There are plenty of things to be done, and the situation is far from perfect. But this was a big test for the community, and the community passed the test. This is something that really encourages me. And I hope the faster that we put this event behind us and focus on cooperation and daily life, the better it will be for developing the cohesion between different groups in Kumanovo and Macedonia.

 

What is the main challenge for interethnic cooperation in Macedonia today?

If you ask me what is our number one challenge, it is to overcome the silent segregation that exists in Macedonia and Kumanovo. It’s nothing new: this situation has lasted for decades, not years. These communities are living one by one – not with each other – which is why I call it silent segregation. If you go to the main square in Kumanovo you will see Macedonians and Albanians – but they will be hanging out with other people from their community – and not necessarily establishing contact with people from other ethnic groups. Even when the situation is fine and there is no tension, people are able to grow up and not have any friends from another ethnic group. That is worrying, and it’s something that will create new tensions and stereotypes.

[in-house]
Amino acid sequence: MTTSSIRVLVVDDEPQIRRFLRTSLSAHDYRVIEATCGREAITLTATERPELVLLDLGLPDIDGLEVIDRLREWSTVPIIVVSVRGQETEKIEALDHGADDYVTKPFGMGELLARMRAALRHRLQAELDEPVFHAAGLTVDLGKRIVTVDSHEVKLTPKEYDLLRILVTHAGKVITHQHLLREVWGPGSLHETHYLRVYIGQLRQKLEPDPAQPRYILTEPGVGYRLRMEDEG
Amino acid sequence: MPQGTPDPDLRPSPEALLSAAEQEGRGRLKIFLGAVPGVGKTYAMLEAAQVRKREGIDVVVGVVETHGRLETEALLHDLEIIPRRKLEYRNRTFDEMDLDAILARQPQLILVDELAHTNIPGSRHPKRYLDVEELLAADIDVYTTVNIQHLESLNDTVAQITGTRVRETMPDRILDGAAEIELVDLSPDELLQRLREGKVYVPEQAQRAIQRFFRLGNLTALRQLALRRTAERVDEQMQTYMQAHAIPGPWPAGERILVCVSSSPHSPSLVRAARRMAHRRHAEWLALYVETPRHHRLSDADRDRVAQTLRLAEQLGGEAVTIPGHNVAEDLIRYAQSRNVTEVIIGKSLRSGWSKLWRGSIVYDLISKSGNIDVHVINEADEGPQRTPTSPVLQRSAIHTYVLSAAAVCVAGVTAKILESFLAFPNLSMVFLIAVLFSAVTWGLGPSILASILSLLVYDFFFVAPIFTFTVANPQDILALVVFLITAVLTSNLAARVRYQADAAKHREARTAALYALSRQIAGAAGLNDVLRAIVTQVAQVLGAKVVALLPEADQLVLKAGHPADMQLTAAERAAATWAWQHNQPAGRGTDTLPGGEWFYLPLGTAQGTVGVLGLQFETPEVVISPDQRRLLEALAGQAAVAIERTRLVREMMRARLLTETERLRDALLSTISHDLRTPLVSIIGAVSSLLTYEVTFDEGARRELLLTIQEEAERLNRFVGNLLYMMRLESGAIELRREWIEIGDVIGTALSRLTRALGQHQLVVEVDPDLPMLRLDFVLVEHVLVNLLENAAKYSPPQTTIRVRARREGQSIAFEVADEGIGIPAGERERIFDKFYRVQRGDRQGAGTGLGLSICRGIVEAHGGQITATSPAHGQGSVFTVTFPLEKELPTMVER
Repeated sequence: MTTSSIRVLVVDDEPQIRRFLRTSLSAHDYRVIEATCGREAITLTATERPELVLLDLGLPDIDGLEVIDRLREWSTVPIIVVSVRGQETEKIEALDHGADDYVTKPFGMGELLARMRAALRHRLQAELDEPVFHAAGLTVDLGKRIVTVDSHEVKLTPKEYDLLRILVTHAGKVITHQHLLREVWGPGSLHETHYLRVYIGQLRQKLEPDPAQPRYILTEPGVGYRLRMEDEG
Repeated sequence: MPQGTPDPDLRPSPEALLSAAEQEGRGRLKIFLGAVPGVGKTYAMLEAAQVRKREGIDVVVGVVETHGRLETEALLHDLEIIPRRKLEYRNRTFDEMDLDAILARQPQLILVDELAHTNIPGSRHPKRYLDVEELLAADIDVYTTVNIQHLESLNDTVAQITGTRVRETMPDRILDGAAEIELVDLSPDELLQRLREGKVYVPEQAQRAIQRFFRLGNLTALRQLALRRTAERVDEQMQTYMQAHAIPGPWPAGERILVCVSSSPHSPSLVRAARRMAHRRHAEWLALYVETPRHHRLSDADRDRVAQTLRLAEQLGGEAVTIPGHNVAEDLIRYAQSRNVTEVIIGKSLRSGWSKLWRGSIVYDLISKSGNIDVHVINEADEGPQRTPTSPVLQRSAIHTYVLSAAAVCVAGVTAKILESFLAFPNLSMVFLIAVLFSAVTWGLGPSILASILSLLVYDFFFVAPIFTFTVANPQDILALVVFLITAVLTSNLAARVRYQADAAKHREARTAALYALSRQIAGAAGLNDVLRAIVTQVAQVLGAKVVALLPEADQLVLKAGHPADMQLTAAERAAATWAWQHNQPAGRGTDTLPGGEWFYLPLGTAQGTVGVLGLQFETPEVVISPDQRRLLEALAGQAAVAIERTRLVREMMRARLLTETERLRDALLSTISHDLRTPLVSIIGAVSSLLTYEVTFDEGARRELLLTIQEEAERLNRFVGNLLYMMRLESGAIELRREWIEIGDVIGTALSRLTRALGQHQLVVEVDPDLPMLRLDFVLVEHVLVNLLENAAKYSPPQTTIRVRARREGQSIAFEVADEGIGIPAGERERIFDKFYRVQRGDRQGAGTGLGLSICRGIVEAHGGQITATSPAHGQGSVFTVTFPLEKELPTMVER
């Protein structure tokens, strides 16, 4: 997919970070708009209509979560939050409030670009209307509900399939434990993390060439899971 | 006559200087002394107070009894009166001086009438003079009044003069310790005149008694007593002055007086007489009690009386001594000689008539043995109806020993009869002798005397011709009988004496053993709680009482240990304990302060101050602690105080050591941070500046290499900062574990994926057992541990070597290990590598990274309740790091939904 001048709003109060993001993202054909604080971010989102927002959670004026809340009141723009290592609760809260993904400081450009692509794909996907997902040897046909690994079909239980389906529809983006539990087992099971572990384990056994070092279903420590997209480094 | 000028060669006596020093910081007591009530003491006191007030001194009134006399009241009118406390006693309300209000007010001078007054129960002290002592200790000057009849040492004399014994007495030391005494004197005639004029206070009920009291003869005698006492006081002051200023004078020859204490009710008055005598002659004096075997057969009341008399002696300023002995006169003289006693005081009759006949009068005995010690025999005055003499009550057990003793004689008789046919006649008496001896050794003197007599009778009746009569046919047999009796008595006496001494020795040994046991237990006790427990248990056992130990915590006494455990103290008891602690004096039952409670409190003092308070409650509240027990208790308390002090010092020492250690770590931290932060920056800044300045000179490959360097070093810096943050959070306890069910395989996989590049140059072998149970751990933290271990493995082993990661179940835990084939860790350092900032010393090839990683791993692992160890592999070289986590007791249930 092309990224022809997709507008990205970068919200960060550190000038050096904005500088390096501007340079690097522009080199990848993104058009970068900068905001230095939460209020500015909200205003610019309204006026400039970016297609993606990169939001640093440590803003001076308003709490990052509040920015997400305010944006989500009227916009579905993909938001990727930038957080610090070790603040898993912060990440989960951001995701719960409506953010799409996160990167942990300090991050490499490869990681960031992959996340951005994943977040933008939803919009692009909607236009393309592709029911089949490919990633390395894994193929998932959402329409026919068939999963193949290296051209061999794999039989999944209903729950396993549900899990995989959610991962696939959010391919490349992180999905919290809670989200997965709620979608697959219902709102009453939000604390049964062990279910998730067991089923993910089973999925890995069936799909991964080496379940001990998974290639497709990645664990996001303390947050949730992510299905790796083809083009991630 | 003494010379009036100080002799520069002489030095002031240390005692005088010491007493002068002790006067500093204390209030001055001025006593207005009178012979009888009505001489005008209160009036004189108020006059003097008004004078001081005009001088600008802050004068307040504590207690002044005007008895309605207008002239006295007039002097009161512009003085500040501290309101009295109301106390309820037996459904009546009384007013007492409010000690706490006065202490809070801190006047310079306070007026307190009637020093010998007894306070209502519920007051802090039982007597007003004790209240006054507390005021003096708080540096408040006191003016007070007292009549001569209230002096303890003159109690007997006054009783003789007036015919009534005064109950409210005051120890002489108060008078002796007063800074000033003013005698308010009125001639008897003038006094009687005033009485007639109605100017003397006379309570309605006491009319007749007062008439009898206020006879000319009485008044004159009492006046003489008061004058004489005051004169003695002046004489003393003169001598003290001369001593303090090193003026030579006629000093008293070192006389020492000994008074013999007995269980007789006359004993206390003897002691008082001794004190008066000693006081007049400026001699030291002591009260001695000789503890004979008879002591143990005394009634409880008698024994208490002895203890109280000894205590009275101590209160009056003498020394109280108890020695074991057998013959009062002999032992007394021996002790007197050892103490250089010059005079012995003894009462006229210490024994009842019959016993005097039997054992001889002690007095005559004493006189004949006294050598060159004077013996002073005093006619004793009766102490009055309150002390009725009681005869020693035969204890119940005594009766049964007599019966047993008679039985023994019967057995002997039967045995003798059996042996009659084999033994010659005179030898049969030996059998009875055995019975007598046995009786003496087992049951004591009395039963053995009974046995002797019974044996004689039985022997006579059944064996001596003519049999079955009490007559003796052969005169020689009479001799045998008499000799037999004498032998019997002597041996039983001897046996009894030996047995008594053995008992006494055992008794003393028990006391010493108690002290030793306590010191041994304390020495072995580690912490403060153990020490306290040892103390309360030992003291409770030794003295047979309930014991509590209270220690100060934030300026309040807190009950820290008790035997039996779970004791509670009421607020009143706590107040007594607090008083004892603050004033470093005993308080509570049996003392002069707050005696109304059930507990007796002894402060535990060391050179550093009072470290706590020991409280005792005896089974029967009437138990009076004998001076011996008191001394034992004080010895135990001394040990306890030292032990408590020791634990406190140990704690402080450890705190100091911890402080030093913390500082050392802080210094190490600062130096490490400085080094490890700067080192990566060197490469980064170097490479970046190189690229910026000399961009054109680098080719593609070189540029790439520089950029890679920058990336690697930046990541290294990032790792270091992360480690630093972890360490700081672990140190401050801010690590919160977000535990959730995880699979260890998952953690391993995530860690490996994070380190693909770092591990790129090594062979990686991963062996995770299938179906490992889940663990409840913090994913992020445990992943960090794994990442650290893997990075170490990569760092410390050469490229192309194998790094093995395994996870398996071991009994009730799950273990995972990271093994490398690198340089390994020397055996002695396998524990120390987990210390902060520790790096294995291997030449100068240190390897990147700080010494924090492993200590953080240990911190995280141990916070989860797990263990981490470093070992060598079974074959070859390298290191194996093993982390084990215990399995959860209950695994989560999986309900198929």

What we need to do is to create the kind of space where the communities can interact. The education system in Macedonia is in native language from first grade in primary school right up to university. So you have young people completely growing up in parallel but separate tracks. There are no other possibilities for interaction. At the moment, events of the type created by NGOs are the only ones that create a safe space where young people can interact with people from different ethnic backgrounds, and they can see they have so many things in common. They can see they have the same interests, similar views of the future, they want to improve similar things in their municipality. So these kinds of events are important. And in the country we need some kind of approach, either through the educational system or extracurricular, where young people from different backgrounds can interact. After conflict you have a period of pacification, but then this establishment of mutual communication is a more difficult challenge. Once you have true dialogue, true cooperation, everything else is a matter of agreement.